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Comedy Central just locked Daniel Tosh in for another three seasons of Tosh.0.
The contract extension, which will keep the comedian on the network through 2020, comes on the eve of his tenth season — premiering March 27. Tosh and Comedy Central president Kent Alterman reacted with two of the Viacom network’s classically terse and snarky statements.
“Knowing when to move on in show business is highly overrated,” offered Tosh. Added Alterman, “I know it makes Daniel uncomfortable to publicly acknowledge our love and affection for each other, but we couldn’t be more thrilled to extend our relationship with him.”
Locking talent in for so much longer seems to be the norm in the current comedy climate. Comedy Central made a similar move with Trevor Noah, keeping him on the Daily Show through at least 2022 to ensure stability during the next presidential election. The network is not alone. TBS recently extended Samantha Bee for another two seasons and secured Conan O’Brien through 2022. At NBC, Jimmy Fallon and Seth Meyers are under deals to remain through 2021; CBS has Colbert and James Corden through 2020; ABC has Kimmel through 2019; and HBO has John Oliver through 2020.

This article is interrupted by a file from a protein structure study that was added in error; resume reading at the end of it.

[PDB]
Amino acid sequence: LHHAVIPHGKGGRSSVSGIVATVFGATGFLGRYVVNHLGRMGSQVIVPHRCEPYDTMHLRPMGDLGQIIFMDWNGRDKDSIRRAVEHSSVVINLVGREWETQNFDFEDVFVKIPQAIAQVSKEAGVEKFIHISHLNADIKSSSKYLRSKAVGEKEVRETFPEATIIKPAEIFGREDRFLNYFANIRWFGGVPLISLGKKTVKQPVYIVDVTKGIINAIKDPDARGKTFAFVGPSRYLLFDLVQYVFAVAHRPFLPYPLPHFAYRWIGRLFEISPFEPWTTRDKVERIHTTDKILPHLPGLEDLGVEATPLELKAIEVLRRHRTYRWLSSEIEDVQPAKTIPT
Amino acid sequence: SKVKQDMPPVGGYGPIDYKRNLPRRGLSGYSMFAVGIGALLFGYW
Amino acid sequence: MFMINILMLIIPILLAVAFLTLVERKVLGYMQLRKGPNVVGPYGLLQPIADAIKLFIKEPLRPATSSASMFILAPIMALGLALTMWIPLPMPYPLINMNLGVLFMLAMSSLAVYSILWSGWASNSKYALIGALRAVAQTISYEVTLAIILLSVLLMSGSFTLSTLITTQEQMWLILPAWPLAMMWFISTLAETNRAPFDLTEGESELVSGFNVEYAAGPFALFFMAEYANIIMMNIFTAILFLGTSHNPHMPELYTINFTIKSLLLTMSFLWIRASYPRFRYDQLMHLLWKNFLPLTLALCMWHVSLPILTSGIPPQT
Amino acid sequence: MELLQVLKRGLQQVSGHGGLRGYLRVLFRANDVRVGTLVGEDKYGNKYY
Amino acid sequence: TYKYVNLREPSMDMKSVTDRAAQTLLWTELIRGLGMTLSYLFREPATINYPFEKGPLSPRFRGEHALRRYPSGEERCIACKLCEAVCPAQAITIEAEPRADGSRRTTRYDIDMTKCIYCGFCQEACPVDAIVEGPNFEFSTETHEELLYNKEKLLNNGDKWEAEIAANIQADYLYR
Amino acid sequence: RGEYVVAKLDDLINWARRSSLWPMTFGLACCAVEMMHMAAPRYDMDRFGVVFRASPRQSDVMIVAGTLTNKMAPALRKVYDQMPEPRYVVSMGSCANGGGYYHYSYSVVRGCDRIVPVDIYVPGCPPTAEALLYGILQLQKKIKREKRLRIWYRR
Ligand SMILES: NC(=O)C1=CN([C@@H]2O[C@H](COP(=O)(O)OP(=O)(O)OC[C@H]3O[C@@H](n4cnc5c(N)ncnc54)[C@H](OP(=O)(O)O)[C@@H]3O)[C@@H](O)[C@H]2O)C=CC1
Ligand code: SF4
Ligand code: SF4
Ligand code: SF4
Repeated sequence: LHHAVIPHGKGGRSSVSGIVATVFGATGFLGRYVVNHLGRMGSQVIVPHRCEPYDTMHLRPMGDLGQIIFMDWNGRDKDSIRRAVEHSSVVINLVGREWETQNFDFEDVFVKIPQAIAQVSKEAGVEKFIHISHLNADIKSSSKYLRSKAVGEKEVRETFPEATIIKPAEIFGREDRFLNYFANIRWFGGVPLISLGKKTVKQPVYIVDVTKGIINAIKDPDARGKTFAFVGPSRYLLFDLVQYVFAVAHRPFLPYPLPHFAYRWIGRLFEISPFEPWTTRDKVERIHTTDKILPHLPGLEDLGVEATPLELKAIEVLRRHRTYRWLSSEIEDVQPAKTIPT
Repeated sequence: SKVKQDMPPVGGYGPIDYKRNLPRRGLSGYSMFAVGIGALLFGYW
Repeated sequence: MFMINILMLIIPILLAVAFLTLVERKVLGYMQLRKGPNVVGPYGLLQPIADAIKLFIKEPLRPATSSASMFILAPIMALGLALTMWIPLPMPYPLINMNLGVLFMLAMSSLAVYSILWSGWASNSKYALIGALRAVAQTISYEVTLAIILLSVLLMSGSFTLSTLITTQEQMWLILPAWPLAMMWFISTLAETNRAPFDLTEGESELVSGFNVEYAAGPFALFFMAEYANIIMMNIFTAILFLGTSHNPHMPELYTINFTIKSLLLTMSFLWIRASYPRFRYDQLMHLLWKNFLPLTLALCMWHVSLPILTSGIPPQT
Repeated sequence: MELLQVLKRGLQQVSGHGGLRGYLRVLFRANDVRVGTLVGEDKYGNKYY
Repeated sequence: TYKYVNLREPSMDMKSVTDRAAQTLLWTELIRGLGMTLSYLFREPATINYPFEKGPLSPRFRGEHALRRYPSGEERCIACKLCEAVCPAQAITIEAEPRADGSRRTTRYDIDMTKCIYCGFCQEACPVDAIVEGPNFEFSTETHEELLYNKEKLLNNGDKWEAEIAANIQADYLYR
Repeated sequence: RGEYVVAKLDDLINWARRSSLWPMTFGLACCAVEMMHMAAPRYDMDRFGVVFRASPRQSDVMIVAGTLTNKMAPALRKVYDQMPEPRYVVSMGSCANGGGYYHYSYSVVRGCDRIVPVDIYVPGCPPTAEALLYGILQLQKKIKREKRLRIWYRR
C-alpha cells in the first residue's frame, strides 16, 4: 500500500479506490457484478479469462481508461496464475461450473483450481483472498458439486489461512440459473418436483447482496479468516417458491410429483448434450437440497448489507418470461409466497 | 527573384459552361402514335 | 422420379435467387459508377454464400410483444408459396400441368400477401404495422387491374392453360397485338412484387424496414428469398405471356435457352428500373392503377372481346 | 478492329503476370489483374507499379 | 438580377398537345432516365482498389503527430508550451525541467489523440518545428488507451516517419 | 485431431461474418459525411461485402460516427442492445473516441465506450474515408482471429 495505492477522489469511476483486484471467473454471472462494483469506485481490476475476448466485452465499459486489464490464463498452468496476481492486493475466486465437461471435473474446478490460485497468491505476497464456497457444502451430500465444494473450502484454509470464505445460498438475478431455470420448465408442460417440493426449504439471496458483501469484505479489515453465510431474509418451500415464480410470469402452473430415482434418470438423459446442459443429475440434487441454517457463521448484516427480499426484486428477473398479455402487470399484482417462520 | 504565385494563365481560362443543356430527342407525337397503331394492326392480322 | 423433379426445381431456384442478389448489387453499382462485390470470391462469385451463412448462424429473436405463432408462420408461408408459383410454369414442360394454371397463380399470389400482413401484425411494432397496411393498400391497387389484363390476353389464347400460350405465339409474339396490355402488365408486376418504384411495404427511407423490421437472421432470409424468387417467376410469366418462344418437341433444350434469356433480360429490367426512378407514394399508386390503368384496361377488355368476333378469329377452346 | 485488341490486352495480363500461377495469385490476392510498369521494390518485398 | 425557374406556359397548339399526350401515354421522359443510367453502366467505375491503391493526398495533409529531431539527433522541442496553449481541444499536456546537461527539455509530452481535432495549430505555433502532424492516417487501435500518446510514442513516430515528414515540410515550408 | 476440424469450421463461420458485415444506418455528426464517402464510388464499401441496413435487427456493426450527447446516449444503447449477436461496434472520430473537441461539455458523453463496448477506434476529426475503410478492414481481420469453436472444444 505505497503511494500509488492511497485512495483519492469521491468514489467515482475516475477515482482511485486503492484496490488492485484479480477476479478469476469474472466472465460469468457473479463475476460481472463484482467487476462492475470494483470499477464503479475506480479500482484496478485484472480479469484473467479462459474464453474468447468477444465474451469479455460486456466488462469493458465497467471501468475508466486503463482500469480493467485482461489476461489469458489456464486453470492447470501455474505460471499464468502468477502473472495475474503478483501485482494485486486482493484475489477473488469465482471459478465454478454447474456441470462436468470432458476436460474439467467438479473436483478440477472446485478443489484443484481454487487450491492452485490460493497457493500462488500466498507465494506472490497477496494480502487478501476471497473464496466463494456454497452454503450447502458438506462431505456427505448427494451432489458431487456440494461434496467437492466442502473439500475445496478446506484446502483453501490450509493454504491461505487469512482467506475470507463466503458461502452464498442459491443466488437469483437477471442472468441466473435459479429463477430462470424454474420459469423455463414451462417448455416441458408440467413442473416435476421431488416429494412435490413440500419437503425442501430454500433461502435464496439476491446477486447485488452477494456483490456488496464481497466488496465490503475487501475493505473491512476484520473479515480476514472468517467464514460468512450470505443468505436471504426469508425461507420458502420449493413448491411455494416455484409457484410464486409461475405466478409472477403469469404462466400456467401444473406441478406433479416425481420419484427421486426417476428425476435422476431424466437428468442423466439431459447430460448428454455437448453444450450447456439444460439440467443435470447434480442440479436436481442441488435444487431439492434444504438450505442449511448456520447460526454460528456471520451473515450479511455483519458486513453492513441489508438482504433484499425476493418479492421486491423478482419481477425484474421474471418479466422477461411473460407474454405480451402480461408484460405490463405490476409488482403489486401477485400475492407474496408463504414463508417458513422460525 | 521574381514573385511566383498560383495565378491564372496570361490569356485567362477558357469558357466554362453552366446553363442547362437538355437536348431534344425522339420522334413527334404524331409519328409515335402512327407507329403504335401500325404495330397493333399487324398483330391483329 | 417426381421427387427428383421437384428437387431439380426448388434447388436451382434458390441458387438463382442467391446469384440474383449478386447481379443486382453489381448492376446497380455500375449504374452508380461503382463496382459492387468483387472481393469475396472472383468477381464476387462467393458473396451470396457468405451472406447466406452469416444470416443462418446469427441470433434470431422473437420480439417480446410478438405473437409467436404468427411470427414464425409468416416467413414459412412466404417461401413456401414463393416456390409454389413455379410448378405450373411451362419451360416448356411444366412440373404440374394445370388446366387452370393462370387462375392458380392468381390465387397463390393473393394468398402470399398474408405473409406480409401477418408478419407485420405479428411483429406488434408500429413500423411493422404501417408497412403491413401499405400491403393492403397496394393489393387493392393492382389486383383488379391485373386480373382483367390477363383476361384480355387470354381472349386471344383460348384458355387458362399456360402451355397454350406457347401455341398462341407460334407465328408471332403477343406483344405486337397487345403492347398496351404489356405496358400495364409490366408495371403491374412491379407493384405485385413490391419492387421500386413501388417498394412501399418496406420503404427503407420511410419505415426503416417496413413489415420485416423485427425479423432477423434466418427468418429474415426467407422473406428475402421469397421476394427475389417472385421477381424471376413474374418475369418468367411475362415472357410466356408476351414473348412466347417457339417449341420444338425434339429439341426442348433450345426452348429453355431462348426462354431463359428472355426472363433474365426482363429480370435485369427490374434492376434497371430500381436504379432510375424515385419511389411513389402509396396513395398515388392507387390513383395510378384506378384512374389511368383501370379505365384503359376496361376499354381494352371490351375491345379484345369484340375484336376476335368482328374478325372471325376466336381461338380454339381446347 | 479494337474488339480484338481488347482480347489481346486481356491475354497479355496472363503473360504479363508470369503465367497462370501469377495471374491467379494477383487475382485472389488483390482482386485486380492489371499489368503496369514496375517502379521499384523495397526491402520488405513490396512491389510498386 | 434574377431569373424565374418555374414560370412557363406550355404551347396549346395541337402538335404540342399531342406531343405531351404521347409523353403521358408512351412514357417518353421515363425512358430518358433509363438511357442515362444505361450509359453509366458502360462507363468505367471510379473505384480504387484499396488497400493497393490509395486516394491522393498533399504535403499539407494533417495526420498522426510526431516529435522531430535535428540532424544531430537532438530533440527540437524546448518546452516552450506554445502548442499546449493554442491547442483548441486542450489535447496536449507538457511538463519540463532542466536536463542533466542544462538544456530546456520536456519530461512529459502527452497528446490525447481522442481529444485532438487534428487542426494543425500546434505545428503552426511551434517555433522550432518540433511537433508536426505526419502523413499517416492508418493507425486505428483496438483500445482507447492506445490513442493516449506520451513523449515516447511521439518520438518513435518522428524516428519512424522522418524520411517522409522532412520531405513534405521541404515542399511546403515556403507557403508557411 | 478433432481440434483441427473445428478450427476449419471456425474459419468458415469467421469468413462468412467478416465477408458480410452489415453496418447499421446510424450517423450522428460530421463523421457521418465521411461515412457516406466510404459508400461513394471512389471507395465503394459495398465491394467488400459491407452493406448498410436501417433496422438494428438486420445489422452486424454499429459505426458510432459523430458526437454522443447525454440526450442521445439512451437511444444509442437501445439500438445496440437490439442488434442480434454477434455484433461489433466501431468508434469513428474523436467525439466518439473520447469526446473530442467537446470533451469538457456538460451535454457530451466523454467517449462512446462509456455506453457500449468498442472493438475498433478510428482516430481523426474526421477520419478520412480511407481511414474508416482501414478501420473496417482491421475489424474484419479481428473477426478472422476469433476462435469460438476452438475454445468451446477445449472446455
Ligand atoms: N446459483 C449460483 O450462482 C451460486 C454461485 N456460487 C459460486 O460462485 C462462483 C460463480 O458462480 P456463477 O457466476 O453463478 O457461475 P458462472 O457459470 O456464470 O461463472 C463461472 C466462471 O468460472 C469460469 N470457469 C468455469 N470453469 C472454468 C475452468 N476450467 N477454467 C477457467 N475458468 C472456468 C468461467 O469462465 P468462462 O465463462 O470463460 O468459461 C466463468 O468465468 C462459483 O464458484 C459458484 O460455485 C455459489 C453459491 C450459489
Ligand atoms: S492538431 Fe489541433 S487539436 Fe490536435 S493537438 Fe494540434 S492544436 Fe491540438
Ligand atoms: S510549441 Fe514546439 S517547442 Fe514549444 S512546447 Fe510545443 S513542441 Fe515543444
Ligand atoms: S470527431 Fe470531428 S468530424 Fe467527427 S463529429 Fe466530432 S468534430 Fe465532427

But Tosh isn’t exactly offering commentary on current affairs. The comedian’s TV shtick remains fixed on Internet culture, giving a linear outlet for viral videos.
The most recent season of Tosh.0 typically earned a little over 1 million viewers and a 0.6 rating among adults 18-49, once live-plus-seven day lifts were factored in. (That’s double its night of showing.) Tosh’s social following is decidedly more significant. The comedian boasts more than 27 million followers on Twitter alone.
Tosh.0 is executive produced by Tosh, Charlie Siskel, Nick Malis and Christie Smith. Monika Zielinska is Comedy Central’s executive in charge of production. Tosh is repped by WME.
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